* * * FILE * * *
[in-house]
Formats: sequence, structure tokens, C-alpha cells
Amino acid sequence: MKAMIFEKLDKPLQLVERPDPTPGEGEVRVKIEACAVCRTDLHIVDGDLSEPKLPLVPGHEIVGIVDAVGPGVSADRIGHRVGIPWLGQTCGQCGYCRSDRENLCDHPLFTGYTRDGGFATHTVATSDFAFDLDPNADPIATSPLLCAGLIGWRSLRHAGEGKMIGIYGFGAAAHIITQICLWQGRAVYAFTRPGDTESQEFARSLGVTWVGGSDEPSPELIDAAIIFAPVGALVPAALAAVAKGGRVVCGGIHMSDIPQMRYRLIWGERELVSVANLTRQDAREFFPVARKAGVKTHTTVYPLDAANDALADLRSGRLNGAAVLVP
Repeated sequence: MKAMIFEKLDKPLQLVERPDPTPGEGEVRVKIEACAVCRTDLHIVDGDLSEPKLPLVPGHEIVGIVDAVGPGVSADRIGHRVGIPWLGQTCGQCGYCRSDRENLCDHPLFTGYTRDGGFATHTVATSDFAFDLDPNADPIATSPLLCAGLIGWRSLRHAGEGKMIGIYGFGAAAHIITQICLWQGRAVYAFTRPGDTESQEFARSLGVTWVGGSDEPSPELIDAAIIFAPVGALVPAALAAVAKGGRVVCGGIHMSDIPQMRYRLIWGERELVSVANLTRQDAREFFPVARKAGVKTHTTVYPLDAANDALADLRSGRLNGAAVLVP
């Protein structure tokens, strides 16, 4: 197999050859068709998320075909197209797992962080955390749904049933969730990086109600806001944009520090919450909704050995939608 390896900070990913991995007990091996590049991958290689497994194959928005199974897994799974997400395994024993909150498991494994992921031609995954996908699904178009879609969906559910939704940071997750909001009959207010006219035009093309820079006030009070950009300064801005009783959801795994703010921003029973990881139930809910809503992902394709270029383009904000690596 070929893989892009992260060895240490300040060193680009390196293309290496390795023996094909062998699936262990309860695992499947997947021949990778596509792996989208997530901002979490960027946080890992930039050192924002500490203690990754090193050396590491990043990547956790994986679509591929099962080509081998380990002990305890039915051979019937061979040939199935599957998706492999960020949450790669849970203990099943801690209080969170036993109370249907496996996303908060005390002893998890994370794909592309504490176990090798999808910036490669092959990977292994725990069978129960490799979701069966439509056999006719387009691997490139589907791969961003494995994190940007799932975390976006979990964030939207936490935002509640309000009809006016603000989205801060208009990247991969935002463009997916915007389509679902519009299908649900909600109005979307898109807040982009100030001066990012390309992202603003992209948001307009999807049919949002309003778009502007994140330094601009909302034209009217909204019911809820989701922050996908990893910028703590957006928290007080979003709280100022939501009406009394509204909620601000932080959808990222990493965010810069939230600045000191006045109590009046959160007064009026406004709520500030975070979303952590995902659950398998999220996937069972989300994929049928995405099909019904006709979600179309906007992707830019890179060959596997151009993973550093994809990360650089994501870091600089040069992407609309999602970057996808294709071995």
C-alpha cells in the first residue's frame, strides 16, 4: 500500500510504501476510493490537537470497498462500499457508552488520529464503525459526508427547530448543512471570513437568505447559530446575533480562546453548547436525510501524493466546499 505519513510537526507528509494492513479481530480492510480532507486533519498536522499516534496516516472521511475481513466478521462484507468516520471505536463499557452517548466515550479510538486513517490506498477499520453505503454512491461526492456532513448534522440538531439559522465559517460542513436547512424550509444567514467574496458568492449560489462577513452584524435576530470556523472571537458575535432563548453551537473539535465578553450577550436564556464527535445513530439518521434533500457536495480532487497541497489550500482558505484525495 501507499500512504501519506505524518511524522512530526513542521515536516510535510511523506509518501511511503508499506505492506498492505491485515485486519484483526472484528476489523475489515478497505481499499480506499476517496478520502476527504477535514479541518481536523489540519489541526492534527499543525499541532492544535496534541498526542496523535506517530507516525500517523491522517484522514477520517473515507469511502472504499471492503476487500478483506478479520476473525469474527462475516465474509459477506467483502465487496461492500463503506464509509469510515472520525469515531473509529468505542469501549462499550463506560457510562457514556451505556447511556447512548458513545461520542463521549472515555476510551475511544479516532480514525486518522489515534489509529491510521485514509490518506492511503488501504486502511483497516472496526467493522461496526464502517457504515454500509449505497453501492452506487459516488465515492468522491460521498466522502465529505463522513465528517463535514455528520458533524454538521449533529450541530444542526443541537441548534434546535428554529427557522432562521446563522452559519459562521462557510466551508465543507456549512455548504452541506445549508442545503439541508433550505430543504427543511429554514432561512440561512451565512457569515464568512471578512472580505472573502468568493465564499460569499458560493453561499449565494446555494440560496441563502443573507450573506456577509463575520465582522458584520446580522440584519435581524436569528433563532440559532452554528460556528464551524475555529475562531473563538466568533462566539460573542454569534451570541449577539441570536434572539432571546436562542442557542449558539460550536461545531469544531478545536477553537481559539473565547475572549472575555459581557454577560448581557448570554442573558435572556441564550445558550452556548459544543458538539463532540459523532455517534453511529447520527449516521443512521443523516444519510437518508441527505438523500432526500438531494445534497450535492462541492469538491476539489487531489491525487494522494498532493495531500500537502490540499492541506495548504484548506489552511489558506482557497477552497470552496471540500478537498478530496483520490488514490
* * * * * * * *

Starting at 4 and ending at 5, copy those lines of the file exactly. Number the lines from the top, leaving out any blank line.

Repeated sequence: MKAMIFEKLDKPLQLVERPDPTPGEGEVRVKIEACAVCRTDLHIVDGDLSEPKLPLVPGHEIVGIVDAVGPGVSADRIGHRVGIPWLGQTCGQCGYCRSDRENLCDHPLFTGYTRDGGFATHTVATSDFAFDLDPNADPIATSPLLCAGLIGWRSLRHAGEGKMIGIYGFGAAAHIITQICLWQGRAVYAFTRPGDTESQEFARSLGVTWVGGSDEPSPELIDAAIIFAPVGALVPAALAAVAKGGRVVCGGIHMSDIPQMRYRLIWGERELVSVANLTRQDAREFFPVARKAGVKTHTTVYPLDAANDALADLRSGRLNGAAVLVP
């Protein structure tokens, strides 16, 4: 197999050859068709998320075909197209797992962080955390749904049933969730990086109600806001944009520090919450909704050995939608 390896900070990913991995007990091996590049991958290689497994194959928005199974897994799974997400395994024993909150498991494994992921031609995954996908699904178009879609969906559910939704940071997750909001009959207010006219035009093309820079006030009070950009300064801005009783959801795994703010921003029973990881139930809910809503992902394709270029383009904000690596 070929893989892009992260060895240490300040060193680009390196293309290496390795023996094909062998699936262990309860695992499947997947021949990778596509792996989208997530901002979490960027946080890992930039050192924002500490203690990754090193050396590491990043990547956790994986679509591929099962080509081998380990002990305890039915051979019937061979040939199935599957998706492999960020949450790669849970203990099943801690209080969170036993109370249907496996996303908060005390002893998890994370794909592309504490176990090798999808910036490669092959990977292994725990069978129960490799979701069966439509056999006719387009691997490139589907791969961003494995994190940007799932975390976006979990964030939207936490935002509640309000009809006016603000989205801060208009990247991969935002463009997916915007389509679902519009299908649900909600109005979307898109807040982009100030001066990012390309992202603003992209948001307009999807049919949002309003778009502007994140330094601009909302034209009217909204019911809820989701922050996908990893910028703590957006928290007080979003709280100022939501009406009394509204909620601000932080959808990222990493965010810069939230600045000191006045109590009046959160007064009026406004709520500030975070979303952590995902659950398998999220996937069972989300994929049928995405099909019904006709979600179309906007992707830019890179060959596997151009993973550093994809990360650089994501870091600089040069992407609309999602970057996808294709071995």